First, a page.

As March drew to a close, unfortunately so did most businesses in the county. The governor’s COVID-19 “shelter in place” order wrought the shuttering of stores, schools, restaurants, bars and more.

While people could no longer congregate as normal, this order wasn’t a complete death sentence for all activities, as many moved online.

This is exactly what Jenni Conrad, owner of The Mint, did just over a week into isolation, taking one of her establishment’s most popular weekly occurrences to social media—and reaching a much wider audience than anyone could have anticipated.

For about the past year, every Wednesday night at The Mint has been a Western Wednesday. Residents and tourists come in droves for weekly line dancing and country swing dance lessons led by Conrad and Dani Theobald.

Obviously crowds of 40 or more dancing in unison don’t adhere to social distancing rules, so Western Wednesdays was out the door in its traditional form. By April 1, though, it was back on its feet in a new iteration.

Western Wednesdays

A typical Wednesday night at The Mint usually sees dozens join in line-dancing, but the event has gone digital for now.

Every Wednesday night at 6 p.m., Conrad—now joined by Theobald—has been live-streaming from The Mint on Facebook. She and Theobald are the only ones on the dance floor now, but as they teach and dance the Facebook video view count shows that they’re not alone.

More than 1,000 people have watched that premiere April 1 edition of the new digital Western Wednesdays. Subsequent streaming events for April 8 and April 15 have drawn numbers in excess of 700 views each.

“More than 700 views is just incredible,” Conrad said. “We normally get 40-plus people here—the dance floor is packed—but the response online has been amazing. People email and message me on Facebook to say they’re doing it in Washington and California, all over the place.”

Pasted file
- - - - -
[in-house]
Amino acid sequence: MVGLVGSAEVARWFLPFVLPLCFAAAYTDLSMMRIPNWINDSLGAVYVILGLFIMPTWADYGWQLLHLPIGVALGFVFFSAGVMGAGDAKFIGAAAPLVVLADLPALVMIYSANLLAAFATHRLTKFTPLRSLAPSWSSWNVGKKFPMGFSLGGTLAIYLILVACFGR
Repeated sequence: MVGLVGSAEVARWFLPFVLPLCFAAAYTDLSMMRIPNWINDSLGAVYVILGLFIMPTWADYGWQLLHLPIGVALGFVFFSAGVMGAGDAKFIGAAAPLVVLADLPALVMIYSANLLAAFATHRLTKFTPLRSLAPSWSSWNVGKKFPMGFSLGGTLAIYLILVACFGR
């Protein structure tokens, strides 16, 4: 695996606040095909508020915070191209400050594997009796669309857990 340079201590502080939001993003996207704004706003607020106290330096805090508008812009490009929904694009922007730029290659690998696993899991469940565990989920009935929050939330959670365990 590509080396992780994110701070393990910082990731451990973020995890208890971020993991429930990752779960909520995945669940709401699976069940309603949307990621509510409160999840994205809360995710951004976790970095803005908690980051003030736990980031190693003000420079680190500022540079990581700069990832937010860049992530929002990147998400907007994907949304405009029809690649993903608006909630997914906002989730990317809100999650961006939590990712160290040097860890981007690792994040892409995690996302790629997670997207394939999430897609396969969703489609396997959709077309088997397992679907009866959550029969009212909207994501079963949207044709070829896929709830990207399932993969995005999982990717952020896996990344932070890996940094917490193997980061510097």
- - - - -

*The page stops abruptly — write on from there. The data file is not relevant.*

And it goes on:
Not only has the geographic spread of participants expanded, but Conrad also noted new age groups joining in. Due to Idaho’s liquor laws, children are not allowed to take part in line dancing at The Mint, but of course anyone can join in from home.

Conrad said that things are not quite the same without a big crowd in the space. She and Theobald typically play off their participants, adapting their teachings and music selections based on the experience of the crowd. Normally, they can see what’s working and what isn’t, but, she noted, the ability to pause and replay the video brings an added bonus.

“It’s great exercise and good for your brain to learn something new,” Conrad said. “We hope to continue it for a while, keep the momentum going. On a typical Wednesday night, we normally get a fair number of out-of-town people in to take part, but we also have a large number of regulars who come every week.

"We want to keep that sense of community alive, keep our name in the forefront of people’s minds. It took a while to build this all up and it’d be sad to let it all of a sudden come to halt. So we’re going to keep going, hopefully spark interest in even more people and when all this is done we’ll all get back on the dancefloor together.”

Western Wednesdays streams every night at 6 p.m. live on Facebook. Visit to tune in.

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